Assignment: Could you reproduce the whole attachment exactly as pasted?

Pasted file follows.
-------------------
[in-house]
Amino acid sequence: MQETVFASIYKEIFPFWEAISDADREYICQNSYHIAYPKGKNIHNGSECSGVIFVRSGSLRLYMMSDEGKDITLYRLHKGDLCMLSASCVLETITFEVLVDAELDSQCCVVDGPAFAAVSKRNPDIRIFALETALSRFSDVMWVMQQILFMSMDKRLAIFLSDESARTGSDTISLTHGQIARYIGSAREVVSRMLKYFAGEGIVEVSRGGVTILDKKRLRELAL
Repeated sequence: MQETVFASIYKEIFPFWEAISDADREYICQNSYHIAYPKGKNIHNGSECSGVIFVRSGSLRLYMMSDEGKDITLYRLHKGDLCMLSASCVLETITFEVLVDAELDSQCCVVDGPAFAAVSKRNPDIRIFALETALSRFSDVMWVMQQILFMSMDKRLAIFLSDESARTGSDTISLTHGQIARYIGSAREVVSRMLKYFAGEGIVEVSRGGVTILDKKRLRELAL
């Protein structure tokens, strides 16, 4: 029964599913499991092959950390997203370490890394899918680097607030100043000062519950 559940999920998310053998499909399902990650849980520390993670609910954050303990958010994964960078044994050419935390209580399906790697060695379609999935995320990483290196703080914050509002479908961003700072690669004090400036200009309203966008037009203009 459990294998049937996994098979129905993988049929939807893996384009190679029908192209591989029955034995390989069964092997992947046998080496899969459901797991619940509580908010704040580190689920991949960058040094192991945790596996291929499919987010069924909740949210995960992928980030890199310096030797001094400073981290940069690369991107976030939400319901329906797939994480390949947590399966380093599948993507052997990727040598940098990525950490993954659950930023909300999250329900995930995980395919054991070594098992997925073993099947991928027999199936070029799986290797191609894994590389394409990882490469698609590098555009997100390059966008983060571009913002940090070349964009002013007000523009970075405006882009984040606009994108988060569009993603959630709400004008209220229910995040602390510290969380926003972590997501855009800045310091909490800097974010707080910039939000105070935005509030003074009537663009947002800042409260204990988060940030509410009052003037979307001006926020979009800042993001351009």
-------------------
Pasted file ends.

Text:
[in-house]
Amino acid sequence: MQETVFASIYKEIFPFWEAISDADREYICQNSYHIAYPKGKNIHNGSECSGVIFVRSGSLRLYMMSDEGKDITLYRLHKGDLCMLSASCVLETITFEVLVDAELDSQCCVVDGPAFAAVSKRNPDIRIFALETALSRFSDVMWVMQQILFMSMDKRLAIFLSDESARTGSDTISLTHGQIARYIGSAREVVSRMLKYFAGEGIVEVSRGGVTILDKKRLRELAL
Repeated sequence: MQETVFASIYKEIFPFWEAISDADREYICQNSYHIAYPKGKNIHNGSECSGVIFVRSGSLRLYMMSDEGKDITLYRLHKGDLCMLSASCVLETITFEVLVDAELDSQCCVVDGPAFAAVSKRNPDIRIFALETALSRFSDVMWVMQQILFMSMDKRLAIFLSDESARTGSDTISLTHGQIARYIGSAREVVSRMLKYFAGEGIVEVSRGGVTILDKKRLRELAL
């Protein structure tokens, strides 16, 4: 029964599913499991092959950390997203370490890394899918680097607030100043000062519950 559940999920998310053998499909399902990650849980520390993670609910954050303990958010994964960078044994050419935390209580399906790697060695379609999935995320990483290196703080914050509002479908961003700072690669004090400036200009309203966008037009203009 459990294998049937996994098979129905993988049929939807893996384009190679029908192209591989029955034995390989069964092997992947046998080496899969459901797991619940509580908010704040580190689920991949960058040094192991945790596996291929499919987010069924909740949210995960992928980030890199310096030797001094400073981290940069690369991107976030939400319901329906797939994480390949947590399966380093599948993507052997990727040598940098990525950490993954659950930023909300999250329900995930995980395919054991070594098992997925073993099947991928027999199936070029799986290797191609894994590389394409990882490469698609590098555009997100390059966008983060571009913002940090070349964009002013007000523009970075405006882009984040606009994108988060569009993603959630709400004008209220229910995040602390510290969380926003972590997501855009800045310091909490800097974010707080910039939000105070935005509030003074009537663009947002800042409260204990988060940030509410009052003037979307001006926020979009800042993001351009």